Sickle Cell Loses and Sydnee Wins
“I’m active, a little bit crazy, but I’m mostly fun,” Sydnee Murphy, 8, said when asked to describe herself.
Sydnee is a second grader at Westside Elementary School and her favorite activities are practicing basketball, football and gymnastics. She also loves to read, especially “The Boxcar Children” children’s book series.
“I also have 115 AR [Accelerated Reading] points and the goal for the entire year was 100 so I am already ahead,” Sydnee said.
A seemingly normal life from the outside, Sydnee is an 8-year-old living with sickle cell anemia, a disease that causes her red blood cells to contort into a sickle shape, leaving her body with a shortage of healthy red blood cells.
Sydnee specifically suffers from hemoglobin SS disease, the most common and severe type of sickle cell disease. Hemoglobin SS disease occurs when a child inherits copies of the hemoglobin S gene mutation from both parents, and Sydnee has been living with it since she was three months old.
However, Sydnee is doing more than battling this disease — She is using her voice to spread awareness.
In September 2020, during National Sickle Cell Awareness Month, Sydnee thought of a creative way to share her health journey and express gratitude.
“I decided to make videos and share what sickle cell had meant to me and to thank the nurses and doctors,” Sydnee said.
Sydnee’s mom, Dasaisha Murphy, recorded a video of Sydnee every day for 30 days. Her goal was to bring awareness to her mom’s Facebook friends about the sickle cell signs and symptoms, and provide a look into her everyday life.
At 6 months old, Sydnee started having “crises,” or painful episodes that block small blood vessels that carry blood to different parts of the body.
Crises come at random times. One year, Sydnee was admitted three times in four months. Before 2020, the crises came every couple of years.
“Every year is unexpected,” Dasaisha said. “Sometimes she has gone an entire year without any hospitalization.”
Sydnee says while she is in the hospital for periods of time, she tries to act like she is at home to feel comfort.
Sydnee goes to UF Health Shands Children’s Hospital every three months. Physicians and nurses test her blood, check her temperature and, on rare occasions when she is not feeling her best, send her to the infusion room to receive IV treatments.
“In some of the videos I talked about blood crises, medicines I take and things like that,” Sydnee said. “People were curious and would post questions in the comments for me to answer.”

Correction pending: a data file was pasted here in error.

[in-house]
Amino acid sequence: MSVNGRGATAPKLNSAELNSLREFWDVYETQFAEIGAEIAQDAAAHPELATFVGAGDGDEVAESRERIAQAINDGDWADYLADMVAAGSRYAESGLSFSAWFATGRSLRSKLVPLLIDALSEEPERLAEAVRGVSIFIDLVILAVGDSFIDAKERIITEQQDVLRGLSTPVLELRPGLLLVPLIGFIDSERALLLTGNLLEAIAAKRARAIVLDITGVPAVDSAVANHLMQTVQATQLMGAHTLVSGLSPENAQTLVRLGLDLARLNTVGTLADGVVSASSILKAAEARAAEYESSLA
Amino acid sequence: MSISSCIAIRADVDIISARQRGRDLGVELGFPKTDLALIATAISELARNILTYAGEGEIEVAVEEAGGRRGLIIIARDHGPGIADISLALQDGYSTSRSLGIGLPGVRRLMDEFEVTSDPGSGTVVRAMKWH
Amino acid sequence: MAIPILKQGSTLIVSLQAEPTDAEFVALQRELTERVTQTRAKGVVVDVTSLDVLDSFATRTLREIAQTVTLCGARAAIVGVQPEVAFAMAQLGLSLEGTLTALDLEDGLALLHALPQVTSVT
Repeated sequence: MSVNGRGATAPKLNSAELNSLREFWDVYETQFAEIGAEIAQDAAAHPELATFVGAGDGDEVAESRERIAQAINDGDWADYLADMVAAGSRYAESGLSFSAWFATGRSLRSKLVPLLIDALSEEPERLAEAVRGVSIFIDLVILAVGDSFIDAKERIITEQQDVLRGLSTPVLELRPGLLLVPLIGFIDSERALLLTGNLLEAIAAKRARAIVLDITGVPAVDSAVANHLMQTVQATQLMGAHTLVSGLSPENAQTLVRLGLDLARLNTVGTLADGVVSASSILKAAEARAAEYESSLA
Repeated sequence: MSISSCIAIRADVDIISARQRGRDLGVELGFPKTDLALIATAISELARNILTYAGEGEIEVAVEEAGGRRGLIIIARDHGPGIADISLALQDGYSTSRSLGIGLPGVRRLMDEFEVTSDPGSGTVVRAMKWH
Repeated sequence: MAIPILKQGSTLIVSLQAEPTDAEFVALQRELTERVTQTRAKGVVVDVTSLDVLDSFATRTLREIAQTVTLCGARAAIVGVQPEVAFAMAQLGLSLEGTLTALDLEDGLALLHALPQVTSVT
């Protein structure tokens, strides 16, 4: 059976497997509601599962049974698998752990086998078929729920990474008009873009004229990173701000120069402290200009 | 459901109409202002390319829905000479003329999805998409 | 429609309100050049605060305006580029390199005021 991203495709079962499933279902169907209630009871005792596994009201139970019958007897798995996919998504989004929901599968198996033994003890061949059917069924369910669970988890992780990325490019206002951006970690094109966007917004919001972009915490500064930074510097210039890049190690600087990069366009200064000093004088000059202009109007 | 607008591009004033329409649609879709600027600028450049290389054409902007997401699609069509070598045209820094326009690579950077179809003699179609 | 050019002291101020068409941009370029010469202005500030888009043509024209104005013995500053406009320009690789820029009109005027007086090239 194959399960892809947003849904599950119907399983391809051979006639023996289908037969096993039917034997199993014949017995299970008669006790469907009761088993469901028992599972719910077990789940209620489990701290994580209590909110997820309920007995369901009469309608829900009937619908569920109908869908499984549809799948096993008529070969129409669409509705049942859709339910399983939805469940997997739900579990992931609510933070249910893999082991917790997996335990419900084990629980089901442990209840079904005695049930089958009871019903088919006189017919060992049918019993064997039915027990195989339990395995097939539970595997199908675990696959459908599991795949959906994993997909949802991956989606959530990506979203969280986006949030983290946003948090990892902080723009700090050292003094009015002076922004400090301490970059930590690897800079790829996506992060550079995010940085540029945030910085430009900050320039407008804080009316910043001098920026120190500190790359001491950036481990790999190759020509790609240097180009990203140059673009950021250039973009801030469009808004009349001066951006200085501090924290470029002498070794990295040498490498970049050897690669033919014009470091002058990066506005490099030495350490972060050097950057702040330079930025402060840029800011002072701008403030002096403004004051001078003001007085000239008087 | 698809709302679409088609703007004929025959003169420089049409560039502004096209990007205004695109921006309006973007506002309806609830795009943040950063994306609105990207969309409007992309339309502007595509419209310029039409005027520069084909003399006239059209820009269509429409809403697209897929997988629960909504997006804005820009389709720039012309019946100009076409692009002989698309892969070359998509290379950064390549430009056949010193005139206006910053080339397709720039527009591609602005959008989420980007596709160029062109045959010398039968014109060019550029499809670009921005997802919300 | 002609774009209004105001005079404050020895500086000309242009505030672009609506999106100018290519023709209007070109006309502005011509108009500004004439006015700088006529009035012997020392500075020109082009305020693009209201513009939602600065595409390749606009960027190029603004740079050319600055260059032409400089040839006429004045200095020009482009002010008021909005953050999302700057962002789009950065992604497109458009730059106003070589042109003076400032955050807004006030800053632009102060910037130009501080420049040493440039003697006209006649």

In a matter of days, the videos had received over 100 likes and countless comments. The Murphy family took a picture wearing red sickle cell ribbon pins and posted it online.
“After I got out of work, I had a lot of co-workers wanting to buy our pins,” Dasaisha said.
The Murphys created a model of the metal pin to sell for donations: a maroon ribbon representing the sickle cell awareness emblem. The ribbons sold from $1 to $2 and the family created a GoFundMe page for anyone who wanted to donate directly to the cause.
The family ended up selling 100 ribbons and raising over $1,000.
Sydnee chose to donate all the funds she raised to the Child Life Program at UF Health Shands Children’s Hospital. She asked for a wish list from Tramekiah Coleman-Spradley, a volunteer services coordinator for the Child Life Program, and spoke with Amy J. Wegner, director of the Child Life Program, to facilitate all of their donations.
“I wanted to give back to all of the nurses and doctors for all that they have given me,” Sydnee said.
The Murphy family purchased markers, games, tie dye kits, coloring books and other various toys.
Dasaisha described a time a few years ago when Sydnee was released from the hospital after one of her crises. One of her doctors made a replica of how sickle cell works in the blood stream with macaroni as the sickle cells and buttons as regular cells in a glass jar.
These kid-friendly explanations are an example of why the Murphy family holds many UF Health staff close to their hearts. Anne Dove, R.N., sickle cell and hemophilia nurse coordinator, has been Sydnee’s nurse since she was 3 months old. Dove joined this division in October of 2010, but has worked as a floor nurse at UF Health Shands Children’s Hospital since 1993.
During January of this year, Sydnee had sickle cell in her bone and could not walk for two weeks. She would hop around the house, trying to fight the pain away.
“Watching her go through this and how she doesn’t let herself get down is so amazing,” said William Murphy, Sydnee’s father. “We can look at her and say nothing in our lives compares to what she goes through.”
The Murphys have a “one team” mindset, according to Dasaisha. Sydnee’s older sister, Da’shani, even takes care Sydnee when she is not feeling well.
“Spreading awareness is important so people know how hard sickle cell patients fight,” Sydnee said. “This is so they know how strong we are. We need to be brave.”
Sydnee is a firm believer that when you put your mind to something, you can achieve anything.
“Even [if] you don’t feel so strong, you have to feel strong in your heart,” Sydnee said. “When sickle cell loses, Sydnee wins."